Summary Anxiety and substance misuse often coexist, particularly with alcohol disorders. Anxiety can either lead to or arise from substance misuse, and determining the relationship between the two is key to their management. It is essential to establish whether a discrete anxiety disorder is present in patients with possible comorbidity. The neurobiology of anxiety and substance misuse, again particularly of alcohol, overlap with similar changes seen in especially the GABA, serotonin and noradrenaline systems. A combination of pharmacological and psychological approaches are available for both disorders separately, although few studies have examined approaches for such comorbidity.
The relationship between anxiety disorders and substance misuse is intimate. Here we concentrate on alcohol, although for completeness we also briefly mention other substances taken for anxiety relief or that cause anxiety.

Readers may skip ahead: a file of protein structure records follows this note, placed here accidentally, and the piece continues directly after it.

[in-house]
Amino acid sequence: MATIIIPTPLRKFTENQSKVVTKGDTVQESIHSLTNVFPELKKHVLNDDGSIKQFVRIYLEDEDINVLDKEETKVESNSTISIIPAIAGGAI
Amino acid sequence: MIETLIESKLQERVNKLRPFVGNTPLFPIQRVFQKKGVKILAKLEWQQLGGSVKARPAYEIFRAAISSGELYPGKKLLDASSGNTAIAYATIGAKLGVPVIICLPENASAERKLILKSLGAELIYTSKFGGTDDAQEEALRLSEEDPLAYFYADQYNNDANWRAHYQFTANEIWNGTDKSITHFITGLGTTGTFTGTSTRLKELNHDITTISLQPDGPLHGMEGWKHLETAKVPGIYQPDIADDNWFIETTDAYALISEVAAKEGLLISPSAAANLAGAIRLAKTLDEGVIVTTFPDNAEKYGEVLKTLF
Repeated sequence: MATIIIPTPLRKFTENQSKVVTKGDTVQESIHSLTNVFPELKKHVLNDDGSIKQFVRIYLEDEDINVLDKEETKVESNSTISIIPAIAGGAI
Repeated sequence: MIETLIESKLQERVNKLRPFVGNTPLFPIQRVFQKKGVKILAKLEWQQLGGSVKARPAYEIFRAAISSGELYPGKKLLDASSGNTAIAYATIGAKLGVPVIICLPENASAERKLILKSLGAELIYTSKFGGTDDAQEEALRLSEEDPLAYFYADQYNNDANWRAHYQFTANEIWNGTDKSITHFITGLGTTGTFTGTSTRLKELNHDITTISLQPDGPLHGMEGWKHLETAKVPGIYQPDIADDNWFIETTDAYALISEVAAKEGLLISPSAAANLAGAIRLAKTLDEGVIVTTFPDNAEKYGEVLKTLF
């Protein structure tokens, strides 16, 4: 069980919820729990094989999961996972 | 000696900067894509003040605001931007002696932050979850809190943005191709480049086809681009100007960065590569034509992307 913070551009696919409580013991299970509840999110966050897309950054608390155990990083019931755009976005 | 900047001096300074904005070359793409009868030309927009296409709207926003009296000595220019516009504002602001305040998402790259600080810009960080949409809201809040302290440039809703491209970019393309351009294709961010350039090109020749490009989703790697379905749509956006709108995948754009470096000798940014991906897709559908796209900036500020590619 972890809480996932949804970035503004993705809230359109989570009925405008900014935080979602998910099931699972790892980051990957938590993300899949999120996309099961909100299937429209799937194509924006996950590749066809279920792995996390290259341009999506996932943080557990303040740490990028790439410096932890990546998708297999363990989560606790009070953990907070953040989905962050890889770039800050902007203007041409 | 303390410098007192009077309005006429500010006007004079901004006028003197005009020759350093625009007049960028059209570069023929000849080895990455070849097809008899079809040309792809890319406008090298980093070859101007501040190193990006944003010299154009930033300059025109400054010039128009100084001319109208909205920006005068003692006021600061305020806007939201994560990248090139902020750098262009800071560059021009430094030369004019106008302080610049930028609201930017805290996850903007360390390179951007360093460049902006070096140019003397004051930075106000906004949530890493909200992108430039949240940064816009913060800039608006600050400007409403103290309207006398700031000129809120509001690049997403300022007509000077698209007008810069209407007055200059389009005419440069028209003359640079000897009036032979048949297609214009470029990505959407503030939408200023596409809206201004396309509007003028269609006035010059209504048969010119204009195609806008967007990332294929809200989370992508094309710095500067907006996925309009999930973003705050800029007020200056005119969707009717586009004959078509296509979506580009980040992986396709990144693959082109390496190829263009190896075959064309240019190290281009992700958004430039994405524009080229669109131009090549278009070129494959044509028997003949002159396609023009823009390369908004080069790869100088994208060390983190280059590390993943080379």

The term ‘misuse’ is important and should be qualified. Many people drink alcohol or take illicit drugs without any apparent consequences. Once this use becomes problematic, at any level of consumption, misuse is a more appropriate term.
Recent research exploring the molecular underpinning of anxiety disorders, together with advances in our understanding of how alcohol affects brain neurochemistry, can help to explain this intimate relationship. We review the evidence and how this can provide a framework for both diagnosis and management in a patient with comorbid anxiety and substance misuse. Few studies address the best way of treating patients with dual diagnosis but several drugs are licensed for the treatment of individual anxiety disorders and are likely to be helpful in combination with alcohol treatment strategies.
Until recently, anxiety was used as an umbrella term that spanned the spectrum from normal human emotion to severe pathological states. The 1970s and 1980s heralded the beginning of a more rigorous approach to the discrete constellation of symptoms that make up the individual anxiety disorders. This has not only helped in tailoring therapeutic approaches but has also enabled researchers to explore the pathophysiological foundations of the various disorders. The ICD–10 (World Health Organization, 1992) categorises anxiety disorders as phobic (social, simple, agoraphobic), generalised, panic disorder and obsessive–compulsive disorder (OCD). Of these, the last is less robustly associated with substance misuse.